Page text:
Supreme Court: Use Of Toxin In Domestic Assault Case Not Covered By Chemical Weapons Treaty
Using a chemical to commit a purely domestic crime doesn't make you an international criminal, the Supreme Court correctly decided today.
Today, the U.S. Supreme Court ruled that the Chemical Weapons Convention could not be used to prosecute a Pennsylvania woman who apparently attempted to poison a woman who was having an affair with her husband:
WASHINGTON — The Supreme Court ruled on Monday that Congress had not meant to authorize prosecutions of minor crimes under a chemical weapons treaty.
“We are reluctant to ignore the ordinary meaning of ‘chemical weapon,’ ” Chief Justice John G. Roberts Jr. wrote for six justices, “when doing so would transform a statute passed to implement the international Convention on Chemical Weapons into one that also makes it a federal offense to poison goldfish.”
The decision was unanimous, but three justices did not join the majority’s reasoning. They said they would have rested the decision on constitutional grounds, saying the chemical weapons law covered minor crimes but that Congress had overstepped its constitutional authority by enacting it.
Chief Justice Roberts said those constitutional concerns figured in the decision, but only as “background assumptions.” Since Congress would not lightly alter the constitutional balance between the federal government and the states, he said, the law should not be read to “convert an astonishing amount” of local criminal conduct into matters for federal law enforcement.
“It would transform the statute from one whose core concerns are acts of war, assassination and terrorism,” he wrote, “into a massive federal anti-poisoning regime that reaches the simplest of assaults.”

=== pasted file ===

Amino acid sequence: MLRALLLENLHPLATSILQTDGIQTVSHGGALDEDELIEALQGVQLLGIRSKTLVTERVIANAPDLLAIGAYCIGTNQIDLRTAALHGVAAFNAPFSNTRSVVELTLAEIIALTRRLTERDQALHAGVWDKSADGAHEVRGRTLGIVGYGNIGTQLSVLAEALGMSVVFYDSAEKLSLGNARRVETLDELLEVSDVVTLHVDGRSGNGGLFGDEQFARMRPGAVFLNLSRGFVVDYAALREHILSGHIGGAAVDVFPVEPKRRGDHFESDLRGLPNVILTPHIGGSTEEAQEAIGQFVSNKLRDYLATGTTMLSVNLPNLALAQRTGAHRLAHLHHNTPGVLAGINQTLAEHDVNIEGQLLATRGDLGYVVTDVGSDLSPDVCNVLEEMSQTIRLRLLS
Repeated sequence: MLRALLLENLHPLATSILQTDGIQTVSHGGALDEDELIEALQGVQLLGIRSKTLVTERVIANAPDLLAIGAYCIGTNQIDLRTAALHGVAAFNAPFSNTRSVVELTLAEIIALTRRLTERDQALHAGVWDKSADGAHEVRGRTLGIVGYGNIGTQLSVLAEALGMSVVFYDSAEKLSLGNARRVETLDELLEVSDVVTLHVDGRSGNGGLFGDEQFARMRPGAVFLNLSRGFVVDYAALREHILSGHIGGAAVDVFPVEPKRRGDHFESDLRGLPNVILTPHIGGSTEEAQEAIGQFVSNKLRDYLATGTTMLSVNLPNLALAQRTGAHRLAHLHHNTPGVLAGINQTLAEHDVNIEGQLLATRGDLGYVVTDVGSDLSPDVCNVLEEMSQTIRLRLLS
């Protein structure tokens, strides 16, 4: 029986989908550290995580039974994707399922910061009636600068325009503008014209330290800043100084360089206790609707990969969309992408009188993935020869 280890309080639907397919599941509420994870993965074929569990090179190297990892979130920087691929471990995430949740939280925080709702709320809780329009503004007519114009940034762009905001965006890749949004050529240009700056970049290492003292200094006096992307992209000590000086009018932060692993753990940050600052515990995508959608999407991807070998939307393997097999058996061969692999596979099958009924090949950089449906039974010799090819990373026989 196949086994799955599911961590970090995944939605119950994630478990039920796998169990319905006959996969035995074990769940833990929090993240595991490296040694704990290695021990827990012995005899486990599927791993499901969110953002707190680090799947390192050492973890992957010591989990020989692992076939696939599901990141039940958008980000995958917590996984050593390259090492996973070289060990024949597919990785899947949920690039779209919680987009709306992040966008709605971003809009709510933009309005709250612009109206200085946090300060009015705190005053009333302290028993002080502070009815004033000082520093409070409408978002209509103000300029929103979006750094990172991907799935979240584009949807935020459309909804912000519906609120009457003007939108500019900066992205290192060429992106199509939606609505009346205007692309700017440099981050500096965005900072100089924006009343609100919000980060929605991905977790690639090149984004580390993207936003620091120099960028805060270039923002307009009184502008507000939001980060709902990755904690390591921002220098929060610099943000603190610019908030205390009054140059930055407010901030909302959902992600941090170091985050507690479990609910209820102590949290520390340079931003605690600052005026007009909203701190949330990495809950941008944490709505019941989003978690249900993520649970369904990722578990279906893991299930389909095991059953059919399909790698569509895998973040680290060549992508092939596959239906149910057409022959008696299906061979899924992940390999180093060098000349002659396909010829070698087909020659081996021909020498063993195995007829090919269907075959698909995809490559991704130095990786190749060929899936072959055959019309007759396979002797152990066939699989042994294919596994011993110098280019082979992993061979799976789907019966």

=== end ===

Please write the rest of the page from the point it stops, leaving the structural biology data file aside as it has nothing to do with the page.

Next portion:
Justices Anthony M. Kennedy, Ruth Bader Ginsburg, Stephen G. Breyer, Sonia Sotomayor and Elena Kagan joined the majority opinion. Justices Antonin Scalia, Clarence Thomas and Samuel A. Alito Jr. each issued a concurring opinion.
The chief justice’s opinion, Justice Scalia wrote, “enables the fundamental constitutional principle of limited federal powers to be set aside by the president and Senate’s exercise of the treaty power.”
“We should not have shirked our duty and distorted the law to preserve that assertion; we should have welcomed and eagerly grasped the opportunity — nay, the obligation — to consider and repudiate it,” he added.
The case arose from a lurid domestic dispute that started when a Pennsylvania woman, Carol A. Bond, learned that her husband was the father of her best friend’s child. Ms. Bond, a microbiologist, spread harmful chemicals on the friend’s car, mailbox and doorknob in late 2006 and early 2007, and the friend sustained a minor injury.
Local authorities decided not to pursue the matter. But federal prosecutors charged Ms. Bond with using unconventional weapons in violation of a law based on the Chemical Weapons Convention, a treaty concerned with terrorists and rogue states.
Lyle Denniston also notes the somewhat conservative nature of the Court’s holding:
Shying away from a major constitutional ruling on Congress’s power to enforce treaties, a divided Supreme Court on Monday pared down the scope of a sixteen-year-old federal law that seeks to punish those who use chemical weapons to wreak violence. Congress, the six-Justice majority ruled, could not have intended to make it a federal crime — with global implications — for a woman to try to poison her husband’s lover.
Three Justices, however, would have ruled that the 1998 law did apply to that woman’s misconduct, and they would have struck it down as beyond Congress’s constitutional powers. Since that view did not command a majority, the decision in Bond v. United States left in lingering doubt just how far Congress may go to pass a law to implement a world treaty.
The Court appeared to bring to an end a case that even the Justices acknowledged was a “curious” one: a federal criminal prosecution, with a potential life sentence, of a Pennsylvania woman because she sought revenge by spreading poison chemicals on surfaces that her husband’s paramour would touch — a door knob, a car door handle, the mailbox. The other woman did touch one of those surfaces, and got a minor burn on a thumb - dealt with by rinsing her hand with water.